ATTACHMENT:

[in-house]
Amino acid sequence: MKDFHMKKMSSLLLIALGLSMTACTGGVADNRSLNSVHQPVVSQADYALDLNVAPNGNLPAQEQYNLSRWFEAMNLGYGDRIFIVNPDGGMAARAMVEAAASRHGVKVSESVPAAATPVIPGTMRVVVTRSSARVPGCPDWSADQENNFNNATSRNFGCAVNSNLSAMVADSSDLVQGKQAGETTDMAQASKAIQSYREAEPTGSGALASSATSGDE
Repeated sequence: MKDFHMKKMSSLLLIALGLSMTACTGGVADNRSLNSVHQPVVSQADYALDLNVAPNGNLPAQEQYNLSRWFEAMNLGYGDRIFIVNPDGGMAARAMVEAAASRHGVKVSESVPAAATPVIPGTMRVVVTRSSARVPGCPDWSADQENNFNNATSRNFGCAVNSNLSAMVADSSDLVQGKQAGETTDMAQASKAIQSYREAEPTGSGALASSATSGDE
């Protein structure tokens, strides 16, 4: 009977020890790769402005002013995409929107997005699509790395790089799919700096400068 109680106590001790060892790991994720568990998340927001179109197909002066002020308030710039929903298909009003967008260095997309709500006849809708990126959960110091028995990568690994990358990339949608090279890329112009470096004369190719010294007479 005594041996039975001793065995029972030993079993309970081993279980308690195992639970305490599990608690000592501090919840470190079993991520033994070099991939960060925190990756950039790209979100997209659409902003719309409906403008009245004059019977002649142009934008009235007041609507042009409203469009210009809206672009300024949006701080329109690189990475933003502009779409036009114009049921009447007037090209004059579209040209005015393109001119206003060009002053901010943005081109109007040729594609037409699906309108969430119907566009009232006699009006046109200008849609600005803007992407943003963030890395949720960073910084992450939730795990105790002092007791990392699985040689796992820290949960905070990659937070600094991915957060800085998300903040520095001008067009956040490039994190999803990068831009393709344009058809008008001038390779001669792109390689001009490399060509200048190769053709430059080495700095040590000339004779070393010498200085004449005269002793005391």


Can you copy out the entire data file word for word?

[in-house]
Amino acid sequence: MKDFHMKKMSSLLLIALGLSMTACTGGVADNRSLNSVHQPVVSQADYALDLNVAPNGNLPAQEQYNLSRWFEAMNLGYGDRIFIVNPDGGMAARAMVEAAASRHGVKVSESVPAAATPVIPGTMRVVVTRSSARVPGCPDWSADQENNFNNATSRNFGCAVNSNLSAMVADSSDLVQGKQAGETTDMAQASKAIQSYREAEPTGSGALASSATSGDE
Repeated sequence: MKDFHMKKMSSLLLIALGLSMTACTGGVADNRSLNSVHQPVVSQADYALDLNVAPNGNLPAQEQYNLSRWFEAMNLGYGDRIFIVNPDGGMAARAMVEAAASRHGVKVSESVPAAATPVIPGTMRVVVTRSSARVPGCPDWSADQENNFNNATSRNFGCAVNSNLSAMVADSSDLVQGKQAGETTDMAQASKAIQSYREAEPTGSGALASSATSGDE
């Protein structure tokens, strides 16, 4: 009977020890790769402005002013995409929107997005699509790395790089799919700096400068 109680106590001790060892790991994720568990998340927001179109197909002066002020308030710039929903298909009003967008260095997309709500006849809708990126959960110091028995990568690994990358990339949608090279890329112009470096004369190719010294007479 005594041996039975001793065995029972030993079993309970081993279980308690195992639970305490599990608690000592501090919840470190079993991520033994070099991939960060925190990756950039790209979100997209659409902003719309409906403008009245004059019977002649142009934008009235007041609507042009409203469009210009809206672009300024949006701080329109690189990475933003502009779409036009114009049921009447007037090209004059579209040209005015393109001119206003060009002053901010943005081109109007040729594609037409699906309108969430119907566009009232006699009006046109200008849609600005803007992407943003963030890395949720960073910084992450939730795990105790002092007791990392699985040689796992820290949960905070990659937070600094991915957060800085998300903040520095001008067009956040490039994190999803990068831009393709344009058809008008001038390779001669792109390689001009490399060509200048190769053709430059080495700095040590000339004779070393010498200085004449005269002793005391």